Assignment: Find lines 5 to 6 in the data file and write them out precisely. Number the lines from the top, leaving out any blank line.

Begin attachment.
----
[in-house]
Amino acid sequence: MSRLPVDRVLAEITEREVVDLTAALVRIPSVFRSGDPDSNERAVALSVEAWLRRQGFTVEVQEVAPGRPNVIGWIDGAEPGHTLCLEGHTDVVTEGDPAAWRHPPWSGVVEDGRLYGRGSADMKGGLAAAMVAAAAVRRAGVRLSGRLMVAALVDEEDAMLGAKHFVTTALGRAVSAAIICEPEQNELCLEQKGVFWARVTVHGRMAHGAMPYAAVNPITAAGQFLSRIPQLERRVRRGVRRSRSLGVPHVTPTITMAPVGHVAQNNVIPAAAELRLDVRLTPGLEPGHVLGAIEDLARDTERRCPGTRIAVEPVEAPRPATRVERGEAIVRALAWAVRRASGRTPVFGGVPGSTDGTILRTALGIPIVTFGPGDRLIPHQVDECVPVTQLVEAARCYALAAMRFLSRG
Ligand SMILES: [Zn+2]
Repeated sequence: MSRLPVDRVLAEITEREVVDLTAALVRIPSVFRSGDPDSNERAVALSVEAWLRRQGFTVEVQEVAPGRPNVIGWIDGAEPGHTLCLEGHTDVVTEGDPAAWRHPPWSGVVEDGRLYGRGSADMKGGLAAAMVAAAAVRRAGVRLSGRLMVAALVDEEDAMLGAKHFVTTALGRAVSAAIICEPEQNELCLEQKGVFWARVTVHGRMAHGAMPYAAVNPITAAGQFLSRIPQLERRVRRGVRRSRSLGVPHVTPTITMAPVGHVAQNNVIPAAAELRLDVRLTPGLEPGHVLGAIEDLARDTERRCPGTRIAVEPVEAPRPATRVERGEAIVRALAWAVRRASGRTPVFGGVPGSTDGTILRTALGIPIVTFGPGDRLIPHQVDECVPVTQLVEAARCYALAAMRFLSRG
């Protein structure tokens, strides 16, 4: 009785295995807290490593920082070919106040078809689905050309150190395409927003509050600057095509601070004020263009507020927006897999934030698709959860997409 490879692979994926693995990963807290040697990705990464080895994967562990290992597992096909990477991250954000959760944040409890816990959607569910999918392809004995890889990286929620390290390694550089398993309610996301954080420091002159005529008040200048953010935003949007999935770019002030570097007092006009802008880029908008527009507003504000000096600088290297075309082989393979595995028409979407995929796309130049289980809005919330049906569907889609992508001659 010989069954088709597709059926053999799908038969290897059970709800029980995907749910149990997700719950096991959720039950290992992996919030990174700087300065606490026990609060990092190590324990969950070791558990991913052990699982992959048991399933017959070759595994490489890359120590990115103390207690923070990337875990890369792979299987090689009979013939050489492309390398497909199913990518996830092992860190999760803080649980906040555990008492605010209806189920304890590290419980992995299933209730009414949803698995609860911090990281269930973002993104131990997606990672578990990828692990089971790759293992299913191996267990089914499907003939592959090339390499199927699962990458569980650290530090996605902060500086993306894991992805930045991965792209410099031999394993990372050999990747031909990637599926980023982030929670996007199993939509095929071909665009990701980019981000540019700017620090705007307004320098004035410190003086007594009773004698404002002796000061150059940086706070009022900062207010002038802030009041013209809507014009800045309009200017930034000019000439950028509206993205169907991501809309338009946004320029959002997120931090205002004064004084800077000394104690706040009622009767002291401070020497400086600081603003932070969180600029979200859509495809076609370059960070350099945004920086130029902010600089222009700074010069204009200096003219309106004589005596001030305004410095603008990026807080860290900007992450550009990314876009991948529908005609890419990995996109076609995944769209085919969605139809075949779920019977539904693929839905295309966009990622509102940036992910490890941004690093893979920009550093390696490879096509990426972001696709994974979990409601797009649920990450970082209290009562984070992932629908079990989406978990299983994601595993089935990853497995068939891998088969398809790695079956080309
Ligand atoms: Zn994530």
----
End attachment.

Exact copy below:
């Protein structure tokens, strides 16, 4: 009785295995807290490593920082070919106040078809689905050309150190395409927003509050600057095509601070004020263009507020927006897999934030698709959860997409 490879692979994926693995990963807290040697990705990464080895994967562990290992597992096909990477991250954000959760944040409890816990959607569910999918392809004995890889990286929620390290390694550089398993309610996301954080420091002159005529008040200048953010935003949007999935770019002030570097007092006009802008880029908008527009507003504000000096600088290297075309082989393979595995028409979407995929796309130049289980809005919330049906569907889609992508001659 010989069954088709597709059926053999799908038969290897059970709800029980995907749910149990997700719950096991959720039950290992992996919030990174700087300065606490026990609060990092190590324990969950070791558990991913052990699982992959048991399933017959070759595994490489890359120590990115103390207690923070990337875990890369792979299987090689009979013939050489492309390398497909199913990518996830092992860190999760803080649980906040555990008492605010209806189920304890590290419980992995299933209730009414949803698995609860911090990281269930973002993104131990997606990672578990990828692990089971790759293992299913191996267990089914499907003939592959090339390499199927699962990458569980650290530090996605902060500086993306894991992805930045991965792209410099031999394993990372050999990747031909990637599926980023982030929670996007199993939509095929071909665009990701980019981000540019700017620090705007307004320098004035410190003086007594009773004698404002002796000061150059940086706070009022900062207010002038802030009041013209809507014009800045309009200017930034000019000439950028509206993205169907991501809309338009946004320029959002997120931090205002004064004084800077000394104690706040009622009767002291401070020497400086600081603003932070969180600029979200859509495809076609370059960070350099945004920086130029902010600089222009700074010069204009200096003219309106004589005596001030305004410095603008990026807080860290900007992450550009990314876009991948529908005609890419990995996109076609995944769209085919969605139809075949779920019977539904693929839905295309966009990622509102940036992910490890941004690093893979920009550093390696490879096509990426972001696709994974979990409601797009649920990450970082209290009562984070992932629908079990989406978990299983994601595993089935990853497995068939891998088969398809790695079956080309
Ligand atoms: Zn994530």